Partnership in Marine Conservation

September 23, 2009
"The oceans sustain all life on this planet; they connect every human community and unfortunately transport our garbage beyond the horizon. " - Jean-Michel Cousteau

September 23, 2009 marks an important step towards long-term protection of our water planet. I am excited to learn about the partnership formed between two countries that manage two of the largest marine protected areas in the world. Together the United States and the Republic of Kiribati have formed a marine conservation partnership, creating an historic alliance to enhance management and protection of 25 percent of all marine protected areas.

In 2008 the Republic of Kiribati founded the Phoenix Island Protected Area. At approximately 158,500 square miles, this is the largest marine protected area in the world. Before this MPA was established, the largest MPA was an area that holds a special place in my heart, the Northwestern Hawaiian Islands, now known as Papahanaumokakea Marine National Monument.

In 2003 I led an expedition to this remote corner of the world; a 1,200-mile chain of islands and atolls that form one of the most remote places on Earth. For me and my 23 team members this voyage gave us a remarkable glimpse of an ecosystem largely untainted by direct human activity, but still impacted by the modern world far beyond the horizon. We studied and filmed a realm that is thriving in many respects, but teeters in a very precarious balance between boundless diversity and ominous destruction.

Sprawling north from the Hawaiians , the coral reefs along the NWHI live in a hostile environment. They are among the northernmost coral reefs on the planet and live in more temperate conditions than their southern relatives. The slightest change in climate affecting these "reefs on the edge" could alter everything. Ever present, unpredictable weather conditions also make this coral kingdom a city under siege.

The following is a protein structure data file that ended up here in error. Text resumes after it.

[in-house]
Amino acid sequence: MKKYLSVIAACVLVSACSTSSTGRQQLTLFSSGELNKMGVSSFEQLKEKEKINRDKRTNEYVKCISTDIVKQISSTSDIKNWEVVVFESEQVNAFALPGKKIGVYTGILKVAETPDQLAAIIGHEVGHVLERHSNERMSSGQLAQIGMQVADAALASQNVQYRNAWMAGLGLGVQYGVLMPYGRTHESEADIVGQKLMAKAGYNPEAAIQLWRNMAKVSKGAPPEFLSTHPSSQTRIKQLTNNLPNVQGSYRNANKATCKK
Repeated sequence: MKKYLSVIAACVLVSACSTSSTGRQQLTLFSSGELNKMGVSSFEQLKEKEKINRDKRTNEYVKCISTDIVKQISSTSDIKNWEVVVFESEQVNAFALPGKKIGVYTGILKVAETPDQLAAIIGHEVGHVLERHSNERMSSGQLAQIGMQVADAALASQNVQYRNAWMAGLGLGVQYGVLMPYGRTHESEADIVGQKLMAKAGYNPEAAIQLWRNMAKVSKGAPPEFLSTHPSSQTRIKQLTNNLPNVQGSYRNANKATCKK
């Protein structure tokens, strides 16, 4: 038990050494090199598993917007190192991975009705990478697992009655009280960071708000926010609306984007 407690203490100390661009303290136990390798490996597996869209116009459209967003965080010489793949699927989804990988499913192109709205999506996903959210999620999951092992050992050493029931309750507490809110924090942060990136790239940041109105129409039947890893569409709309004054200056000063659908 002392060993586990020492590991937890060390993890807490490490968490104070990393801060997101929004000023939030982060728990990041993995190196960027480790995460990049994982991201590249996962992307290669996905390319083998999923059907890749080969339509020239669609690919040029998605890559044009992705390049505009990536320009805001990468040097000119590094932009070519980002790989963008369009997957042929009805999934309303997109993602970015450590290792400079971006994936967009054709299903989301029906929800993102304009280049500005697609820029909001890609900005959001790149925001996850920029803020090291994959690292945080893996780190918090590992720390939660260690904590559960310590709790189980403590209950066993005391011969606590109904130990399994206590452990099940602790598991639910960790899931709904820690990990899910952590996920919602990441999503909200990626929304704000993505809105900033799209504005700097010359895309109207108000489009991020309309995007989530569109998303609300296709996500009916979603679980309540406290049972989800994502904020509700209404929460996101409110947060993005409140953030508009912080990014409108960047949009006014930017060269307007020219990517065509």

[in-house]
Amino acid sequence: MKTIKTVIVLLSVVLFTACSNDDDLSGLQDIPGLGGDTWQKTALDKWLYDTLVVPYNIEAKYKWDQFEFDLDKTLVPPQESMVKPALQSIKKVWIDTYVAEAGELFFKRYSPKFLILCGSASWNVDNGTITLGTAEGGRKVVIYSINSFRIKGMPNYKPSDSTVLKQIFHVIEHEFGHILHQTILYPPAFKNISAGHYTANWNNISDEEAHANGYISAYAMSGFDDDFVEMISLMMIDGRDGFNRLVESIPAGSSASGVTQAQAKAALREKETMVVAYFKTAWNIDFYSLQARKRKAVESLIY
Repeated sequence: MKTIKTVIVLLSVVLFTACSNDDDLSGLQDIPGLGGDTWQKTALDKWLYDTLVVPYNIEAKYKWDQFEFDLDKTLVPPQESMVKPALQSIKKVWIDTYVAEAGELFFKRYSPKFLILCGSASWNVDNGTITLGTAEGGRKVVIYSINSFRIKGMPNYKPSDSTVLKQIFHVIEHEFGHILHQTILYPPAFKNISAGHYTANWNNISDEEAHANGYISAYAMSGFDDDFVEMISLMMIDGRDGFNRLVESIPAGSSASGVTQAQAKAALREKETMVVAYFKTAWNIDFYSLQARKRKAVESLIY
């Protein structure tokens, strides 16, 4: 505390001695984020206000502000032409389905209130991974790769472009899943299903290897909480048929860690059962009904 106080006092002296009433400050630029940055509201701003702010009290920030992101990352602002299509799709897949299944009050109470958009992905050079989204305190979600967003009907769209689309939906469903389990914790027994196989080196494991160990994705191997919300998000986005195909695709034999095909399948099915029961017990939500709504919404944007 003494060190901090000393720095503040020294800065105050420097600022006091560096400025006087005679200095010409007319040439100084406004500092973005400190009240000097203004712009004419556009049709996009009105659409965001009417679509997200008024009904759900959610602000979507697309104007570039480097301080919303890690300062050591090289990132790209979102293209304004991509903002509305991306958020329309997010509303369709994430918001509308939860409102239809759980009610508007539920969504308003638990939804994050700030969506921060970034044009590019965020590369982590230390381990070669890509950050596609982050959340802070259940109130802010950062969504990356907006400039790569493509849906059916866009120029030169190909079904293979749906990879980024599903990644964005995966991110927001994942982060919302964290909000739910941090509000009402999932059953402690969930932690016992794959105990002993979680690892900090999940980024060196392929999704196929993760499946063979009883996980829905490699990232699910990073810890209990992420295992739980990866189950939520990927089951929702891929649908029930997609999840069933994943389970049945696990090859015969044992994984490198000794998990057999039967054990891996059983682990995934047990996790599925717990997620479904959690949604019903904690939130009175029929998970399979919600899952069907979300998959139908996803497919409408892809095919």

On land, the story is much the same. These islands are a celebration of the uniqueness brought on by isolation, and those who are dedicated to protecting them; the U.S. Fish & Wildlife Service and the State of Hawaii's Department of Land and Natural Resources, do their utmost to safeguard these terrestrial treasures. To prevent the introduction of new and intrusive species from microbes to foreign plants and insects, our crew literally had a set of brand-new clothes designated to wear on remote Laysan Island, Pearl and Hermes Atoll and Mokumanamana. The clothes had to be frozen for 48 hours to kill any potential invaders, then worn only on that island. These are precautions most people think only apply to hospitals and sealed vapor locks of outer space, but this is the care we must take to keep one of the last remnants of a mostly intact ecosystem from fracturing forever.

In our PBS special, Voyage to Kure, we document the fact that the NWHI are healthy, but under attack. The main enemies are the byproducts of the human; marine debris that floats from thousands of miles away. We found a place that is fragile and where time is of the essence to correct reckless habits. But we are not too late.

The oceans sustain all life on this planet; they connect every human community and unfortunately transport our garbage beyond the horizon. Today's announcement of this historic alliance between the United States and the Republic of Kiribati sets the stage for future partnerships that need to be formed around the world to safeguard our water planet for future generations.

Jean-Michel Cousteau, President